Revisiting the uniformity and inconsistency of
slow-cited papers in science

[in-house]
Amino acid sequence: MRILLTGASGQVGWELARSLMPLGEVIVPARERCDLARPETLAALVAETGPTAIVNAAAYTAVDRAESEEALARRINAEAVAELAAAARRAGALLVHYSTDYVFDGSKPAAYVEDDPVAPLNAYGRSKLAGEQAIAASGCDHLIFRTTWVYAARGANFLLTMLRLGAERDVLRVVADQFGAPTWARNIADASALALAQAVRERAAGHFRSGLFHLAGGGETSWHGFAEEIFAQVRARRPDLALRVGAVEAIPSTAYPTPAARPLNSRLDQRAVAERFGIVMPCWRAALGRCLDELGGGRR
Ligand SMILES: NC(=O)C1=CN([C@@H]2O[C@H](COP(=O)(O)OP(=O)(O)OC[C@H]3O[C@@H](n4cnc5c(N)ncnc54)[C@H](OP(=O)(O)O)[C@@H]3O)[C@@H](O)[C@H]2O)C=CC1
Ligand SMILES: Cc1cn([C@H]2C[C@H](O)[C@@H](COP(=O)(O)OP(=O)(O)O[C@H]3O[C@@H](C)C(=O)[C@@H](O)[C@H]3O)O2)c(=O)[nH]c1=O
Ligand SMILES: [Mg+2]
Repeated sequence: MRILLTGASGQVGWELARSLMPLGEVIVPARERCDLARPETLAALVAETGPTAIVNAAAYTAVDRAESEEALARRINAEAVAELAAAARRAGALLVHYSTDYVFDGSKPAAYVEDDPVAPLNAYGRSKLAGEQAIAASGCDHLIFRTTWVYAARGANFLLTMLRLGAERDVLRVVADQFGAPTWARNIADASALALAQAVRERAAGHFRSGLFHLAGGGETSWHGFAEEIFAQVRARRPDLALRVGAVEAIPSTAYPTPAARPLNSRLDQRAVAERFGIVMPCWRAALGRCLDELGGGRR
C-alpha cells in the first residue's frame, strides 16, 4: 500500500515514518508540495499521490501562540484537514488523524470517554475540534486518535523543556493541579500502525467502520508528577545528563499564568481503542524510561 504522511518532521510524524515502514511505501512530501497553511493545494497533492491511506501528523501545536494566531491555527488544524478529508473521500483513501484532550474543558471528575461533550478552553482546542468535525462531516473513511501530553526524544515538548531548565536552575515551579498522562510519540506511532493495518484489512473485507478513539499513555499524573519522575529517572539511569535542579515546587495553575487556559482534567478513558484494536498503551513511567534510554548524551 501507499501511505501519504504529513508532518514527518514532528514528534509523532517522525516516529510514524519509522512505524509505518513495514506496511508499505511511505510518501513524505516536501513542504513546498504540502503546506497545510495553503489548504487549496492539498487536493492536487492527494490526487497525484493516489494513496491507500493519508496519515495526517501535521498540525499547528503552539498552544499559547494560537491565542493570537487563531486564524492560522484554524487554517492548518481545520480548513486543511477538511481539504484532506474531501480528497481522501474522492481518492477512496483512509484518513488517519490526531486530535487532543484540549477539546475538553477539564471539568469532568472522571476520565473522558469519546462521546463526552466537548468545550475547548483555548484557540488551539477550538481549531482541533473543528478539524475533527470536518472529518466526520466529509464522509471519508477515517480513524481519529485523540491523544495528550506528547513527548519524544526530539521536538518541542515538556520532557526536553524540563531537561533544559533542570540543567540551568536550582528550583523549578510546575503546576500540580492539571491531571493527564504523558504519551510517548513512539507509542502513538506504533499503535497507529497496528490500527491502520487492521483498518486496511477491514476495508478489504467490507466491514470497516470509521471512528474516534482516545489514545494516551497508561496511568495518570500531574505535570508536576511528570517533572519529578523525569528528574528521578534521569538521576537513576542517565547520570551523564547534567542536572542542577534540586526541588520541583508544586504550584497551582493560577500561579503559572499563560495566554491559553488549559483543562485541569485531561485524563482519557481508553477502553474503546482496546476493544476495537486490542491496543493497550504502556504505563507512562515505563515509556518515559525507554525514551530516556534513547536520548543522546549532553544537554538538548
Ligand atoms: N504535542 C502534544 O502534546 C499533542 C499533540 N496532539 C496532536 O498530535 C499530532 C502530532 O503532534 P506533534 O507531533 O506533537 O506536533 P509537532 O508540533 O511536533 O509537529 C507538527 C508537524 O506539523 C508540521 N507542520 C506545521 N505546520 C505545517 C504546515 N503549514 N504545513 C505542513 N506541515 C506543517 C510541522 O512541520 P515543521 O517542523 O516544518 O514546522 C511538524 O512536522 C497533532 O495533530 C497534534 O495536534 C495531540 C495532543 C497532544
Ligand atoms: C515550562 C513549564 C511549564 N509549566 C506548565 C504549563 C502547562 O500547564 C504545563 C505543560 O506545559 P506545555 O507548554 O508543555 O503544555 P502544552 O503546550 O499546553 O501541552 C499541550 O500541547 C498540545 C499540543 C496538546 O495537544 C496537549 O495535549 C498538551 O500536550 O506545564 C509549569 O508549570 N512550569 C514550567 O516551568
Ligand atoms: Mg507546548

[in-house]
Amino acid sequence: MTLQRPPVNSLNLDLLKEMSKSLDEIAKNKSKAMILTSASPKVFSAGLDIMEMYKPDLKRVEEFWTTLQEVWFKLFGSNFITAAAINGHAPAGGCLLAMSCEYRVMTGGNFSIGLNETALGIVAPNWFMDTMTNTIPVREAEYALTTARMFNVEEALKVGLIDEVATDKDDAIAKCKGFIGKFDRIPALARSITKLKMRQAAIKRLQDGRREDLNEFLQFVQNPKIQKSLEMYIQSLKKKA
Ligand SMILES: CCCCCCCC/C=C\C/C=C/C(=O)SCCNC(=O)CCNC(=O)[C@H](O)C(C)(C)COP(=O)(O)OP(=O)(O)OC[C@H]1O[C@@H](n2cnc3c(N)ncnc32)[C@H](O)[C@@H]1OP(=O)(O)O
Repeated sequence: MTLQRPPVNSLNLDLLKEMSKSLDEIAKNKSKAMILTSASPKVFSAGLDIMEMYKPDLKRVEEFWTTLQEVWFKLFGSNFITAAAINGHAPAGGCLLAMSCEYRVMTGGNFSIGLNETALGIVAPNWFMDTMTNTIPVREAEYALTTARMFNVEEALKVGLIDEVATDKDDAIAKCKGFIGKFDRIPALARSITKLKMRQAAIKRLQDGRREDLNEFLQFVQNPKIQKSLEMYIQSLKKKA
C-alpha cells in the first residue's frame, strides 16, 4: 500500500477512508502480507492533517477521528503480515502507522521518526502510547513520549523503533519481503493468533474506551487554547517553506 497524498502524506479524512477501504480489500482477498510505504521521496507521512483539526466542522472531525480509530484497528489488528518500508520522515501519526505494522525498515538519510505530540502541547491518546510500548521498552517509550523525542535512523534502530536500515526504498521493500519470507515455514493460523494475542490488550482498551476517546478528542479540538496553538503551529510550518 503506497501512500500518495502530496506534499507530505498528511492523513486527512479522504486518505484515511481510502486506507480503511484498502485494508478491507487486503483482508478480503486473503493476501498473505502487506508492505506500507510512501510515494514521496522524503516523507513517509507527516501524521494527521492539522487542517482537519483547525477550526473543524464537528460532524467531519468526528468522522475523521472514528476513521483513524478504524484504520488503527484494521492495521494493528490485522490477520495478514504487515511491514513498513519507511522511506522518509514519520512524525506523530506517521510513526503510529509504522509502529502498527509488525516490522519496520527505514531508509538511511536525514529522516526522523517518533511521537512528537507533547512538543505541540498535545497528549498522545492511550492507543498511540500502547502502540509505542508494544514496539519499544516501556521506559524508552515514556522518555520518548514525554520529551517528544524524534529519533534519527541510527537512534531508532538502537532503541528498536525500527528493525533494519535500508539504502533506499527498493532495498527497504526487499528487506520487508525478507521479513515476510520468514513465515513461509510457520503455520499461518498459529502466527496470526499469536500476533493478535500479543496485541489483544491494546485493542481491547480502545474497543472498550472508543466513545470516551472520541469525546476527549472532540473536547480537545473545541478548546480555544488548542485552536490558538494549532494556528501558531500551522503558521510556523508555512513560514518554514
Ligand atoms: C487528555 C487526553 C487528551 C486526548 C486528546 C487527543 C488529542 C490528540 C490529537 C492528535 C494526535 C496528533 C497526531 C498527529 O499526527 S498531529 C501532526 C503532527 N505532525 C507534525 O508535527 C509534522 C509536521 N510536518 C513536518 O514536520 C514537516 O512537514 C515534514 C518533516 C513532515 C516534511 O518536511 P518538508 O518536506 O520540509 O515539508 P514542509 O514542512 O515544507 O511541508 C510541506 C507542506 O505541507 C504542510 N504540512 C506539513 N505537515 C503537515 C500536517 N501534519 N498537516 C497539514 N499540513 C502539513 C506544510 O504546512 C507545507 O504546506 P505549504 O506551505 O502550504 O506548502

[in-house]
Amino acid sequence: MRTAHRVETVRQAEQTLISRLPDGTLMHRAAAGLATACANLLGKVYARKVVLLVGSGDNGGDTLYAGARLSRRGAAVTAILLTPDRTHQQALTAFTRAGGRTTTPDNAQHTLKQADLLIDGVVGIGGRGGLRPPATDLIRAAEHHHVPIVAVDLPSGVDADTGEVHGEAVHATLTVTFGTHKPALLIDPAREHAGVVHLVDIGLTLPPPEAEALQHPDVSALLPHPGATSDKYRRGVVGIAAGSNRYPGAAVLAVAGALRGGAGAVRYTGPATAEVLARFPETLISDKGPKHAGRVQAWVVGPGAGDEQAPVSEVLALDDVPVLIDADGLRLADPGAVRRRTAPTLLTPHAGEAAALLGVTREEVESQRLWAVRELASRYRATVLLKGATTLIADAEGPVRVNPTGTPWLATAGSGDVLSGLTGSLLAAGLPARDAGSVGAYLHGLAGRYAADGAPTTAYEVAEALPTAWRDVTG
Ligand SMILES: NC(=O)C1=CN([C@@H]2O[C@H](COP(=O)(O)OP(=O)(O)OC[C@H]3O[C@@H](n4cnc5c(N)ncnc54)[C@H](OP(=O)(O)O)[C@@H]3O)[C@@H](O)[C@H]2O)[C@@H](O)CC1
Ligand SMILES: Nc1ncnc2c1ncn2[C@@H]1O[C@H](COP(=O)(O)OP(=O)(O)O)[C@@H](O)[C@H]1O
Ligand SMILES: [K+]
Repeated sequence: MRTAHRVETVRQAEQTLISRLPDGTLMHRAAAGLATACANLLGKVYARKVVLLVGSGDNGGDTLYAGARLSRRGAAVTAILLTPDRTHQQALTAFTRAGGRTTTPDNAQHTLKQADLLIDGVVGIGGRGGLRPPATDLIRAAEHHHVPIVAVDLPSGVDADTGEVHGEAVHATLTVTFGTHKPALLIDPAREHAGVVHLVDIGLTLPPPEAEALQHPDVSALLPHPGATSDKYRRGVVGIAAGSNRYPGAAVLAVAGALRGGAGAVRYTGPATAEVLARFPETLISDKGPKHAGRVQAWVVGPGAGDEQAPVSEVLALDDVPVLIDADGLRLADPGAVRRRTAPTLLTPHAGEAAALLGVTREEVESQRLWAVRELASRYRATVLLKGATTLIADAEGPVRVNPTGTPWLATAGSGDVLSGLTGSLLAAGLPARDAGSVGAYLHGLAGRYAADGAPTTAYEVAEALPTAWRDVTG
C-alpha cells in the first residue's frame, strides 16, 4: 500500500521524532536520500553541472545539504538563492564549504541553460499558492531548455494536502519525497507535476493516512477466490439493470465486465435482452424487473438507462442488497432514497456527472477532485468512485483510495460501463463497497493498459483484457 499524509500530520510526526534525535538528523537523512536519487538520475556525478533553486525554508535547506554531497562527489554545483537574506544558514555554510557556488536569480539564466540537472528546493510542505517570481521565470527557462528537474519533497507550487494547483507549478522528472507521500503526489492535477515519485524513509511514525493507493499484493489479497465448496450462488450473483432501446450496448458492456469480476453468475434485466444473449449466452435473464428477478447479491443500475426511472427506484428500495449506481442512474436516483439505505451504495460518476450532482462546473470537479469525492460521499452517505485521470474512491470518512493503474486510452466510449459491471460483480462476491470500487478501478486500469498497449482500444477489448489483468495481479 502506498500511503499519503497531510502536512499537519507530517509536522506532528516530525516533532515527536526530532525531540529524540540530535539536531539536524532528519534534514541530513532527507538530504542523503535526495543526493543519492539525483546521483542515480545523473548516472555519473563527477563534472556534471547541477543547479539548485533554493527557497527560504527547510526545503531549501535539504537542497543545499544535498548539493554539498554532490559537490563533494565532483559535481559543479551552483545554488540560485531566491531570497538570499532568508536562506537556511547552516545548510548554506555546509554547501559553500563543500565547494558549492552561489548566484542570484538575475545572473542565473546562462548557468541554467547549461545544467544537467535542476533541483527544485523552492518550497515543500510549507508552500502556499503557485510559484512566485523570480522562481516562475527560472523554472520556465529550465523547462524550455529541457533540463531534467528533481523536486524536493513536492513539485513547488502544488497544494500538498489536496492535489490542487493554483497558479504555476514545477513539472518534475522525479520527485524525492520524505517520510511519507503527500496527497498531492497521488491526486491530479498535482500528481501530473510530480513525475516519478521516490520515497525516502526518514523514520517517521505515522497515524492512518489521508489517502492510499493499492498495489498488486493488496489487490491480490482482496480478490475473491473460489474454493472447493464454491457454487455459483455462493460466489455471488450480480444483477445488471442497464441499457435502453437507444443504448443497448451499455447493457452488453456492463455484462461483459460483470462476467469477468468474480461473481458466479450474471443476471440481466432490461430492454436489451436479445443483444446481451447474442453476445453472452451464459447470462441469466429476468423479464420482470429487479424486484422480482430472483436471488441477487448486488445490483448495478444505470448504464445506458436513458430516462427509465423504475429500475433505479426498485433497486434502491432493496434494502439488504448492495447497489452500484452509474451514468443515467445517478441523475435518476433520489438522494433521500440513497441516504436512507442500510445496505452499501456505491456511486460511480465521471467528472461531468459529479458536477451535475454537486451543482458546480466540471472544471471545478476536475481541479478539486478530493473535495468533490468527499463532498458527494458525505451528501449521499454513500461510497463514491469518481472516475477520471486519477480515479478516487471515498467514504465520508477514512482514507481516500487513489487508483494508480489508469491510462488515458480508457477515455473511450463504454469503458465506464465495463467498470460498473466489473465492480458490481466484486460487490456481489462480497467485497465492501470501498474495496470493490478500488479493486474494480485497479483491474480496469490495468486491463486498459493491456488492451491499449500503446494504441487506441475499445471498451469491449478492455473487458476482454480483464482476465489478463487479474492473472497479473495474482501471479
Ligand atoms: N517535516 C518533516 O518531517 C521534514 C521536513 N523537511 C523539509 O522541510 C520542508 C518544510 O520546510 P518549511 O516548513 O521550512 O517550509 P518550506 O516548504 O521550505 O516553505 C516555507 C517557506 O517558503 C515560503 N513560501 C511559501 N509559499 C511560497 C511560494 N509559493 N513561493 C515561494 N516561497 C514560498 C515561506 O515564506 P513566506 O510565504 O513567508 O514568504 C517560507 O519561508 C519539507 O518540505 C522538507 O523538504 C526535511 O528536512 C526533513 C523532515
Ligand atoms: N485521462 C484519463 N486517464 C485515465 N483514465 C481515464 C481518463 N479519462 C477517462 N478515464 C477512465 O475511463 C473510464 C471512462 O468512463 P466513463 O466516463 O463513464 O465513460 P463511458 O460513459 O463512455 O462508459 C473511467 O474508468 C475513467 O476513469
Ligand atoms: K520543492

Quantitative analyses on delayed recognition indicated by slow-cited papers, including delayed papers and durable papers, have long been discussed to reveal why outstanding discoveries remain unnoticed. However, these analyses include contradictory arguments, such as which combinations of knowledge, over-specialization, or transdisciplinary factors have led to undervaluation. We claim that this is because the indicators of delayed recognition are methodologically similar but capture conceptually different phenomena. Subsequently, this paper examined the overlap of 11 slow-cited measures to identify the uniformity and inconsistency of delayed recognition. Consequently, each measure practically obtained different papers as delayed recognition objectively classified into four groups by citation feature clustering, albeit based on similar concepts. Despite the ambiguity, we found that all delayed recognition measures extract papers that are more likely to be single-author projects that make disruptive contributions to more diverse fields without extremely novel nor conventional knowledge combinations that have been gradually awakened, compared to the null models. This result is robust when applying other hyperparameters, research topic-controlled null models, year-controlled null models, and other fields. This strongly indicates that delayed recognition leads to the reconstruction of a new direction of science and contributes to pioneering a revolutionary research topic. The source code for extracting slow-cited papers is available online.1